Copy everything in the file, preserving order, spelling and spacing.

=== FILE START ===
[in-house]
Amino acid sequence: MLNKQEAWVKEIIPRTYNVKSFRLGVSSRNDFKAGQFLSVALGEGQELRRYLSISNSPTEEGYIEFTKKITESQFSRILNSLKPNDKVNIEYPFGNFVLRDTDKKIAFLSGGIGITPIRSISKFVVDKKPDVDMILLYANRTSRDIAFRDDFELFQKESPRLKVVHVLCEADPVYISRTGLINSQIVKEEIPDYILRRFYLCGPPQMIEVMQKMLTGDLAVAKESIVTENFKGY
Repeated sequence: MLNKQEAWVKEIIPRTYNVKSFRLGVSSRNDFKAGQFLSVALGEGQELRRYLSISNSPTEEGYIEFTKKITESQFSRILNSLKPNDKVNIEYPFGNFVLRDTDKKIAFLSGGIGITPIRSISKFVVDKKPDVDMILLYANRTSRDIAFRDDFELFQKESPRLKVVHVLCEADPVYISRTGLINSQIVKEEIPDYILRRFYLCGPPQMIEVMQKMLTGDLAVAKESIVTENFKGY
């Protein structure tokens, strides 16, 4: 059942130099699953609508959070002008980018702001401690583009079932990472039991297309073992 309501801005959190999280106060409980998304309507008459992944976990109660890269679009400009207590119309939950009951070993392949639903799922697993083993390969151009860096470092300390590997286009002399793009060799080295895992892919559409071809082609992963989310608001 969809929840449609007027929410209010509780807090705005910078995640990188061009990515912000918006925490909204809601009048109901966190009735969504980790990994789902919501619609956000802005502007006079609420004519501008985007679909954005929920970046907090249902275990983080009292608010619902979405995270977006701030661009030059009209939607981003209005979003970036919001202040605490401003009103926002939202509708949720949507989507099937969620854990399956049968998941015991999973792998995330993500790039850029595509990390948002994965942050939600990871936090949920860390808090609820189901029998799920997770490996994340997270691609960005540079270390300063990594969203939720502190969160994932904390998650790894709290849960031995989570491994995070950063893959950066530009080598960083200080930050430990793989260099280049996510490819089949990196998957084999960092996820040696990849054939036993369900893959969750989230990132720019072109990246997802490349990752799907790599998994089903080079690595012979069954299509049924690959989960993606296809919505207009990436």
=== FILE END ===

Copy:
[in-house]
Amino acid sequence: MLNKQEAWVKEIIPRTYNVKSFRLGVSSRNDFKAGQFLSVALGEGQELRRYLSISNSPTEEGYIEFTKKITESQFSRILNSLKPNDKVNIEYPFGNFVLRDTDKKIAFLSGGIGITPIRSISKFVVDKKPDVDMILLYANRTSRDIAFRDDFELFQKESPRLKVVHVLCEADPVYISRTGLINSQIVKEEIPDYILRRFYLCGPPQMIEVMQKMLTGDLAVAKESIVTENFKGY
Repeated sequence: MLNKQEAWVKEIIPRTYNVKSFRLGVSSRNDFKAGQFLSVALGEGQELRRYLSISNSPTEEGYIEFTKKITESQFSRILNSLKPNDKVNIEYPFGNFVLRDTDKKIAFLSGGIGITPIRSISKFVVDKKPDVDMILLYANRTSRDIAFRDDFELFQKESPRLKVVHVLCEADPVYISRTGLINSQIVKEEIPDYILRRFYLCGPPQMIEVMQKMLTGDLAVAKESIVTENFKGY
């Protein structure tokens, strides 16, 4: 059942130099699953609508959070002008980018702001401690583009079932990472039991297309073992 309501801005959190999280106060409980998304309507008459992944976990109660890269679009400009207590119309939950009951070993392949639903799922697993083993390969151009860096470092300390590997286009002399793009060799080295895992892919559409071809082609992963989310608001 969809929840449609007027929410209010509780807090705005910078995640990188061009990515912000918006925490909204809601009048109901966190009735969504980790990994789902919501619609956000802005502007006079609420004519501008985007679909954005929920970046907090249902275990983080009292608010619902979405995270977006701030661009030059009209939607981003209005979003970036919001202040605490401003009103926002939202509708949720949507989507099937969620854990399956049968998941015991999973792998995330993500790039850029595509990390948002994965942050939600990871936090949920860390808090609820189901029998799920997770490996994340997270691609960005540079270390300063990594969203939720502190969160994932904390998650790894709290849960031995989570491994995070950063893959950066530009080598960083200080930050430990793989260099280049996510490819089949990196998957084999960092996820040696990849054939036993369900893959969750989230990132720019072109990246997802490349990752799907790599998994089903080079690595012979069954299509049924690959989960993606296809919505207009990436």